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Working from home during the coronavirus outbreak

You may be working from home due to the coronavirus outbreak. If you are Deaf or have hearing loss, there is technology and software available that may be able to help. You might also find it useful to share tips with your colleagues to help you better communicate and work during this time. 

Useful video and voice calling software

If you are working from home, you may have to hold or attend meetings remotely over phone or video. You may find it helpful to use video and phone conferencing technology that can provide accessibility features such as captions.

Zoom

  • Call type: Zoom can be used for video and voice calls. 
  • Devices: You can use it on your smartphone, tablet, laptop and desktop.
  • Price: It’s free for one to one calls and for group calls that last up to 40 minutes with up to 100 participants. There is a paid subscription service for longer meetings and more participants. 
  • Accessibility: Zoom allows someone on the call to type live captions during a meeting. You can also choose to use another service to do this for you if you prefer. The captions can be streamed into the meeting or you can choose to view them on a separate screen. Find out how to set this up here.

Skype

  • Call type: Skype can be used for voice and video calls. 
  • Devices: You can use it on your smartphone, tablet, laptop and desktop.
  • Price: It’s free to use if all participants are using Skype. There is a max of 50 participants. You only need to pay if you want to use features such as voice mail, SMS texts or making calls to a landline or mobile outside of Skype. 
  • Accessibility: Automatic captioning is available for video and audio calls for Skype version 8 or higher. The accuracy can vary depending on the sound quality of the call and the background noise. Find out how to set it up here.

Google Hangouts

  • Call type: Google Hangouts can be used for video and voice calls. 
  • Devices: You can use it on your smartphone, tablet, laptop and desktop. 
  • Price: It’s free to have a video call with up to 25 participants, or a voice call with up to 150 people. There is a paid service for calls with more participants. 
  • Accessibility: Automatic captions are available only with Google Hangouts Meet, which is one of the paid versions of Google Hangouts. You can still join a meeting with Hangout Meets if you have the free version as only the host needs the paid version activated. Find out more about captioning here.

Speech to text software

If you are using voice calls to speak to colleagues or hold meetings, you may find speech to text apps or software helpful. They allow you to read a transcription of everything that is said in a conversation.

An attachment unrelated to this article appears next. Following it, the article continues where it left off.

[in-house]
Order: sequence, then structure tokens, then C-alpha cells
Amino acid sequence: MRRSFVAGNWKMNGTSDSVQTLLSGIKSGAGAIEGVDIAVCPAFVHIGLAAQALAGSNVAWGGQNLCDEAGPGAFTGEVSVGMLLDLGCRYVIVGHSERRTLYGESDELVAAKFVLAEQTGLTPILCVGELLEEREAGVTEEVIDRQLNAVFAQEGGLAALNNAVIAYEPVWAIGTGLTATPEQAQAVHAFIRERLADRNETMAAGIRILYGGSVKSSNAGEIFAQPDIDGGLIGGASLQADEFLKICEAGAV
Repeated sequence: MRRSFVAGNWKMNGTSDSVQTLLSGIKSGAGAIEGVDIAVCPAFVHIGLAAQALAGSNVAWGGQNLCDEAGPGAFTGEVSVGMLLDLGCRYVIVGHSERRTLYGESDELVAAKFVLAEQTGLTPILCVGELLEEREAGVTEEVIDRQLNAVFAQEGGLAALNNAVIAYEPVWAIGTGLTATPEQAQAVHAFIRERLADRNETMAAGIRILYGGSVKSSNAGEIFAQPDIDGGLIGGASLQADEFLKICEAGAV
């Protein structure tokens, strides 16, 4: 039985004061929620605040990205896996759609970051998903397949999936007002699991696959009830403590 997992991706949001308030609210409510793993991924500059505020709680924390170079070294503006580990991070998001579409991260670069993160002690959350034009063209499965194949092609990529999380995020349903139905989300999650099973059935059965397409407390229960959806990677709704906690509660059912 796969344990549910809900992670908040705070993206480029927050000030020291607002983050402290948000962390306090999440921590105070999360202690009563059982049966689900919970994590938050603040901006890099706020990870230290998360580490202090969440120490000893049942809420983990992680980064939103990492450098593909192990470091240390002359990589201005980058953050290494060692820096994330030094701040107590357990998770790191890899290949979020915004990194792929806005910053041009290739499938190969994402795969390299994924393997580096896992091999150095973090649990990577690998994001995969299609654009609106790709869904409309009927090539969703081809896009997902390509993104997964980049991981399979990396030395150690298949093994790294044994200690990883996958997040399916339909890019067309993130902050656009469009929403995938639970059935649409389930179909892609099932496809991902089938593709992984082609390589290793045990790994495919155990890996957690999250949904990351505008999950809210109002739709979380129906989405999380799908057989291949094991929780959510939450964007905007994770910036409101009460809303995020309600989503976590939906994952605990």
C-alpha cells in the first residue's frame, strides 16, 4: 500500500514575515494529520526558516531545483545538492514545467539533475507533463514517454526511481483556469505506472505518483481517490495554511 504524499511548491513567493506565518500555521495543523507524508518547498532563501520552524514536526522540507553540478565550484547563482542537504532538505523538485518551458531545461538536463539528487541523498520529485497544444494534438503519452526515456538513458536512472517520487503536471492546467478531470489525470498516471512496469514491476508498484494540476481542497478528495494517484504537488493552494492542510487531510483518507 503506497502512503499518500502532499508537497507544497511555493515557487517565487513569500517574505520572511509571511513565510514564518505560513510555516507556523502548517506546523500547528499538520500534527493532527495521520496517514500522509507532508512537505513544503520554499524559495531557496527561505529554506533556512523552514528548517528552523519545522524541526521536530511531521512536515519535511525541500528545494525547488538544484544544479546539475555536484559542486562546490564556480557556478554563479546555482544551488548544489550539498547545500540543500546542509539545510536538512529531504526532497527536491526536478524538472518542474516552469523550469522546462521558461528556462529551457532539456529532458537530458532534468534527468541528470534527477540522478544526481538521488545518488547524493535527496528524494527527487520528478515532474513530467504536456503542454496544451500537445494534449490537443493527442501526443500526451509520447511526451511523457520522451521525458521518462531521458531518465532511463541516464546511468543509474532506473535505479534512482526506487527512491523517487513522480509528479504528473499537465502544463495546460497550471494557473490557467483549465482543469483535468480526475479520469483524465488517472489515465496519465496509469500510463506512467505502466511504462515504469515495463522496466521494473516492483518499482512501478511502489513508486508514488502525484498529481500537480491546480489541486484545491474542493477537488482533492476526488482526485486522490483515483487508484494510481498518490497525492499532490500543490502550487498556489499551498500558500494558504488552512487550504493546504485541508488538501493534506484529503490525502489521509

Speech to text apps include: 

Last year we asked 40 people who have hearing loss to help us test some speech to text apps. You can read the review of these apps here.

You may also find it useful to use Relay UK for work purposes. Relay UK uses a live relay assistant to help people who are Deaf, have hearing loss or who are speech-impaired communicate over the phone. Due to the coronavirus outbreak, they are experiencing higher than normal call volumes. You may have to wait longer than usual for an advisor to join your call.

Communication tips for video and voice calls

You might find it useful to talk to your colleagues about how they can best communicate with you over video and voice calls while working from home. It may be helpful to share these tips:

  • If on a video call, make sure you are in a well lit area but don’t sit with a source of light behind you. This can put your face into shadow and make it harder for someone to lipread.
  • Face the camera and don’t cover your mouth while speaking.
  • Make sure that only one person is speaking at a time. This can also help make sure captions are more accurate, if they are used. 
  • Mute your microphone when you are not speaking to reduce background noise. 
  • Make use of chat functions that might exist when using video or voice software. They can help to clarify details, especially with numbers. 
  • Use an agenda and stick to the order to provide context for what is being said.

We have more general communication tips that you might also find helpful to share.

Other advice and information

You may be able to find more helpful advice and information from the following places:

  • The Big Hack have reviewed the best video conferencing apps and software for accessibility.
  • The Limping Chicken has a blog with useful tips for working remotely. 
  • AbilityNet can assist with IT support at home, digital accessibility and workplace services.